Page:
Expect a return to historically trusted hotels post-recovery

It is unclear whether a strong rebound for the hotel industry in Asia Pacific will occur in the near term; however, they recommend hoteliers take this time to review their business strategies and position themselves for the eventual upturn. Hotels should adopt a proactive approach towards communication to maintain confidence amongst stakeholders and Colliers expects a return to historically trusted brands. Colliers does not encourage hotels to drop room rates as it is unlikely to drive occupancies and hotels will take even longer to recover.

Instead, they suggest hotels take a more judicious approach to developing pricing strategies. Furthermore, while it’s an easy decision to put off decisions on capex now, those who have put away their FF&E reserve should not pass up the opportunity to refurbish when they can. This will ensure a higher return on investment when the upturn does come.

Wellness industry will rebound and is expected to thrive

Even though the wellness industry has been affected by COVID-19 due to restrictions on travel and social distancing measures, it will continue to play an important role in the long term as it has already become a way of life for an expanding set of consumers. We expect interest in wellness practices – particularly fitness, mindfulness, stress reduction and wellness retreats – to increase as consumers become more concerned with boosting immune systems post-COVID-19. It is likely, however, that the industry will operate differently; safety and hygiene will be more of a focus and digital platforms to minimize unnecessary contact will become more prevalent.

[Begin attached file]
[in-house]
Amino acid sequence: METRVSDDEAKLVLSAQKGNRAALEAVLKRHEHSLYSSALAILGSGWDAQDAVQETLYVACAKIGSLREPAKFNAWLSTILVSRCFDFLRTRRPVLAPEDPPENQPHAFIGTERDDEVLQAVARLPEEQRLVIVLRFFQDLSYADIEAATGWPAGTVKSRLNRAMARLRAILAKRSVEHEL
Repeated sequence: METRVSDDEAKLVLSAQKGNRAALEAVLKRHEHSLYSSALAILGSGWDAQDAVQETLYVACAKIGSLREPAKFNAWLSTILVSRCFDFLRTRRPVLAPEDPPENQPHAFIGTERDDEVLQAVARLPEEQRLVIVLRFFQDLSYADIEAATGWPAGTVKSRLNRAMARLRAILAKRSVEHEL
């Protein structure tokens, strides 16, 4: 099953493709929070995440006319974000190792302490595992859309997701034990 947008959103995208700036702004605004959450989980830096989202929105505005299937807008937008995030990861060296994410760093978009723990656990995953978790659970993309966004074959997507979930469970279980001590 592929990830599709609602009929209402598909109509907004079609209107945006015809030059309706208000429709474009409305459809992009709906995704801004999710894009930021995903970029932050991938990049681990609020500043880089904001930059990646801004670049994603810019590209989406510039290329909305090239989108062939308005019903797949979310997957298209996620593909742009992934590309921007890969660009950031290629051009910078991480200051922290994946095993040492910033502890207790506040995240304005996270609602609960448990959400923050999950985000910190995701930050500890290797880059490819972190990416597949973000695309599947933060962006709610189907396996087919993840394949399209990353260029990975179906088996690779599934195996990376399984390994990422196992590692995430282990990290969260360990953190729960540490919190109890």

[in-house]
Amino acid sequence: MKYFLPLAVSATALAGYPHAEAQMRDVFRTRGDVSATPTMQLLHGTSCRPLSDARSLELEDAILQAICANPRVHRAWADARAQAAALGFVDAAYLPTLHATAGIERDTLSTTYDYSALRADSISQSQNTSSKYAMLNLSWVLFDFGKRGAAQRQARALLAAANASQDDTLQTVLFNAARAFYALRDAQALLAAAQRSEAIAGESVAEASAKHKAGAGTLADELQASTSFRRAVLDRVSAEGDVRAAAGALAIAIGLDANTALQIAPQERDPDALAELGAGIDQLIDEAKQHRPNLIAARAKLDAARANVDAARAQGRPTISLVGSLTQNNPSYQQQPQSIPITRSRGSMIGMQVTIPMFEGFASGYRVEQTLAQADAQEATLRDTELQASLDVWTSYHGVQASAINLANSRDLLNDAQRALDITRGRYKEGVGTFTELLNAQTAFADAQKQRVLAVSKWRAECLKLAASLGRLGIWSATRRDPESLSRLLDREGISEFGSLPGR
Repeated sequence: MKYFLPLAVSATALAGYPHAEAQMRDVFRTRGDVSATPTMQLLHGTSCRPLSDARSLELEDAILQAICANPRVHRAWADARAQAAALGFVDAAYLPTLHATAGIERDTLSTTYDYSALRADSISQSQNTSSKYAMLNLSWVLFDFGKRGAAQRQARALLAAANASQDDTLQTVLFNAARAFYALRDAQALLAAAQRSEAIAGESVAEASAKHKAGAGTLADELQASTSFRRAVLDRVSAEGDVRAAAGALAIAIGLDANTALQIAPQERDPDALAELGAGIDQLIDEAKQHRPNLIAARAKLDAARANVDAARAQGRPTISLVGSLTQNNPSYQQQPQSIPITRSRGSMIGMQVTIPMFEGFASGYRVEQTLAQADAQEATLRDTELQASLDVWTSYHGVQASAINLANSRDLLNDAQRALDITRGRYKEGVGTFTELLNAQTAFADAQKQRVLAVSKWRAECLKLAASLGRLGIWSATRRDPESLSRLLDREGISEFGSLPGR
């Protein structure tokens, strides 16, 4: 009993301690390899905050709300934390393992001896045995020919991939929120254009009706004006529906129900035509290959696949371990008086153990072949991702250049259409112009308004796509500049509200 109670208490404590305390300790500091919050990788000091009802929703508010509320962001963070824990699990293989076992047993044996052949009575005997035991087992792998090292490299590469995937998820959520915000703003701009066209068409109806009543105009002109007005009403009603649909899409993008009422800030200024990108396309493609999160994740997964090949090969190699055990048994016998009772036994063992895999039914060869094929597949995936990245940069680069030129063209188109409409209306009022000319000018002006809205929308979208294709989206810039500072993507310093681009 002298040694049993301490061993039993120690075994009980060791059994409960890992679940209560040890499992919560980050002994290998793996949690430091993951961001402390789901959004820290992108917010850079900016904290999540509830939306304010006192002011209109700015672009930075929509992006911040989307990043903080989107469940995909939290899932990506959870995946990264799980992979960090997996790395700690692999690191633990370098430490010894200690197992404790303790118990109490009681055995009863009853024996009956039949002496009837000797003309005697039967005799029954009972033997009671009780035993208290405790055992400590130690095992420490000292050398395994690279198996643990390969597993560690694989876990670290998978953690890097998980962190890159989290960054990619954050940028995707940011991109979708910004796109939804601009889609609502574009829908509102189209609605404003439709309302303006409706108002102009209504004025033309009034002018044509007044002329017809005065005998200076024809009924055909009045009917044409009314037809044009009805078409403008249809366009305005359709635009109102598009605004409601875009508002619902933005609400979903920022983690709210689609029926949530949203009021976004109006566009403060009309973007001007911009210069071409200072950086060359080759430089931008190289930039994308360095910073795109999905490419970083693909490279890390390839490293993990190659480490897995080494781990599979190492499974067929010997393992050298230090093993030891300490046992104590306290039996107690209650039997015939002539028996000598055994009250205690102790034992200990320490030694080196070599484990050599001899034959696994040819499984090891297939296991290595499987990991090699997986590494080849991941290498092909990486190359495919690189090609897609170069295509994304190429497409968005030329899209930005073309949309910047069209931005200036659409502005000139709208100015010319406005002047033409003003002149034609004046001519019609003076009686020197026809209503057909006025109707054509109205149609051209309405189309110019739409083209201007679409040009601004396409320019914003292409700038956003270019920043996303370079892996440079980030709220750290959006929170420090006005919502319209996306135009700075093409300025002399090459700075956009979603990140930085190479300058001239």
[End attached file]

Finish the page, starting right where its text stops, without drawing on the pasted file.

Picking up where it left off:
Mr Paul Ho, chief mortgage officer at iCompareLoan, said: “Covid-19 will accelerate the speed of disruptions in all sectors and the Asia Pacific hotel industry will be no exception.”

A recent report by JLL said that hotels investors and owners across Asia are seeking greater access to debt financing to bolster cash flows as they face an unprecedented period of historically low occupancy rates, closed borders and severe limitations on air travel due to the ongoing COVID-19 pandemic. The impact of COVID-19 on the hospitality industry across Asia continues to be significant, with many hotel investors and owners witnessing an unparalleled cash crunch as significantly constrained revenues struggle to offset fixed costs.

Travel restrictions are forcing owners to look at an array of short-term financing options, but with abundant investment capital still available to be deployed, this temporary dislocation is expected to also create new opportunities.

In Asia, only a select few destinations and properties are achieving meaningful demand often by providing quarantine facilities or accommodations to support other government initiatives.